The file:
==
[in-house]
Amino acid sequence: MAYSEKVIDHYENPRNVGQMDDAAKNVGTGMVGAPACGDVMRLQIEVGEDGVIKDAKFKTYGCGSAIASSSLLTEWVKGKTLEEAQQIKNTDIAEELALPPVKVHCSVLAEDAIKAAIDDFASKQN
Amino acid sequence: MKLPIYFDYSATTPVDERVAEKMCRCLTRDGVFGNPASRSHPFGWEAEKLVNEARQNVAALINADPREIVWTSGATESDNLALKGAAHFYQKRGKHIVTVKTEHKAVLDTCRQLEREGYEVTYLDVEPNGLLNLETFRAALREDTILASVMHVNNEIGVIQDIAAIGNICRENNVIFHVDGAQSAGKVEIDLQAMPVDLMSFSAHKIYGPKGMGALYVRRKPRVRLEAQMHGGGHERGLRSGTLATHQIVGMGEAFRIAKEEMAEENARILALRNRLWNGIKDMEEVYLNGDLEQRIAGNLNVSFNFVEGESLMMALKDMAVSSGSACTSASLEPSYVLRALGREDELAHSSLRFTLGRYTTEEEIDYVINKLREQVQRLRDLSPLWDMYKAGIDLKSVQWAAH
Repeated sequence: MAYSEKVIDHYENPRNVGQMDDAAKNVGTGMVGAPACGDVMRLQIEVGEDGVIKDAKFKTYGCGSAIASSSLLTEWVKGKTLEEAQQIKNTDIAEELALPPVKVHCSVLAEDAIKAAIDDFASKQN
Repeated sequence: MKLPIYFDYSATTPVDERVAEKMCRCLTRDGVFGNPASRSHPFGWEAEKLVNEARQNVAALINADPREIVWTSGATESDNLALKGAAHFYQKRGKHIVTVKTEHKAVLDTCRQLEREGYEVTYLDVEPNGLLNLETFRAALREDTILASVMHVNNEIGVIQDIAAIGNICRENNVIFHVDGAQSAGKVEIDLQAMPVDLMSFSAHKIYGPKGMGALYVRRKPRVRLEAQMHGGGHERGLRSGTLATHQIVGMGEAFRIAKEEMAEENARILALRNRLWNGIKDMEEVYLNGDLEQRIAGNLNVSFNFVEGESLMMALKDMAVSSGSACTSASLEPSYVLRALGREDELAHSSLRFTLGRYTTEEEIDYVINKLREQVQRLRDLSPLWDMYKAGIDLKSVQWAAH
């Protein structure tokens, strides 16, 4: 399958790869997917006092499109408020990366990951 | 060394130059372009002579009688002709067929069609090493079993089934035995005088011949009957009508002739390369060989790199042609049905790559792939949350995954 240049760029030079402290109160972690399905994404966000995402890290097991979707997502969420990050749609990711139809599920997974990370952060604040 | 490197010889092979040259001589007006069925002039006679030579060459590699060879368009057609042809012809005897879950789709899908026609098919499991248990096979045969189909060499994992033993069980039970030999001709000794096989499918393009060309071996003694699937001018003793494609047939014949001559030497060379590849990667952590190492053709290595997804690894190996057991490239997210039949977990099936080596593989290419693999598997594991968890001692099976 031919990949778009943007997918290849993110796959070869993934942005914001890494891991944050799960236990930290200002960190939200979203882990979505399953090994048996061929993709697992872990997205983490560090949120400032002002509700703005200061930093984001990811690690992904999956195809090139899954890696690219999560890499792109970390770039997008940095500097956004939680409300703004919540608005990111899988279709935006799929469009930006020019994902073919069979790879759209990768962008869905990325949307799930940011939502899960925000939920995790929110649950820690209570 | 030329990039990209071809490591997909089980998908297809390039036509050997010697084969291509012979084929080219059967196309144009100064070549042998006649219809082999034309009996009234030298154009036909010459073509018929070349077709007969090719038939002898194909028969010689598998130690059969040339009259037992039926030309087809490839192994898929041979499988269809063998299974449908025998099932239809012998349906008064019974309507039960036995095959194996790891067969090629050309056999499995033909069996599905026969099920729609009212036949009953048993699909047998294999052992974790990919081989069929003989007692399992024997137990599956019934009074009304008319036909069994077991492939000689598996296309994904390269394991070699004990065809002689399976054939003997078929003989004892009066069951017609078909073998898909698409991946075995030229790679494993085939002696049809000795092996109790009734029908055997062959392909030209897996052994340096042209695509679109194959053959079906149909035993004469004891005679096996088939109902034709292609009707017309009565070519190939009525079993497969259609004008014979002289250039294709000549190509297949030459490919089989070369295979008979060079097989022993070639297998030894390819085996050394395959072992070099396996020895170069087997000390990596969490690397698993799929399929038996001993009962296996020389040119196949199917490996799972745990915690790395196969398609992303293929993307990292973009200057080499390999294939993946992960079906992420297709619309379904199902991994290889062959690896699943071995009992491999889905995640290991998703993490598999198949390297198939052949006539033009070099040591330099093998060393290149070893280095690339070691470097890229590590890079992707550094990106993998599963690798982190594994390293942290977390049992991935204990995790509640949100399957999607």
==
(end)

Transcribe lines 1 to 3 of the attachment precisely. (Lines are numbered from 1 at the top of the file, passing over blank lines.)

[in-house]
Amino acid sequence: MAYSEKVIDHYENPRNVGQMDDAAKNVGTGMVGAPACGDVMRLQIEVGEDGVIKDAKFKTYGCGSAIASSSLLTEWVKGKTLEEAQQIKNTDIAEELALPPVKVHCSVLAEDAIKAAIDDFASKQN
Amino acid sequence: MKLPIYFDYSATTPVDERVAEKMCRCLTRDGVFGNPASRSHPFGWEAEKLVNEARQNVAALINADPREIVWTSGATESDNLALKGAAHFYQKRGKHIVTVKTEHKAVLDTCRQLEREGYEVTYLDVEPNGLLNLETFRAALREDTILASVMHVNNEIGVIQDIAAIGNICRENNVIFHVDGAQSAGKVEIDLQAMPVDLMSFSAHKIYGPKGMGALYVRRKPRVRLEAQMHGGGHERGLRSGTLATHQIVGMGEAFRIAKEEMAEENARILALRNRLWNGIKDMEEVYLNGDLEQRIAGNLNVSFNFVEGESLMMALKDMAVSSGSACTSASLEPSYVLRALGREDELAHSSLRFTLGRYTTEEEIDYVINKLREQVQRLRDLSPLWDMYKAGIDLKSVQWAAH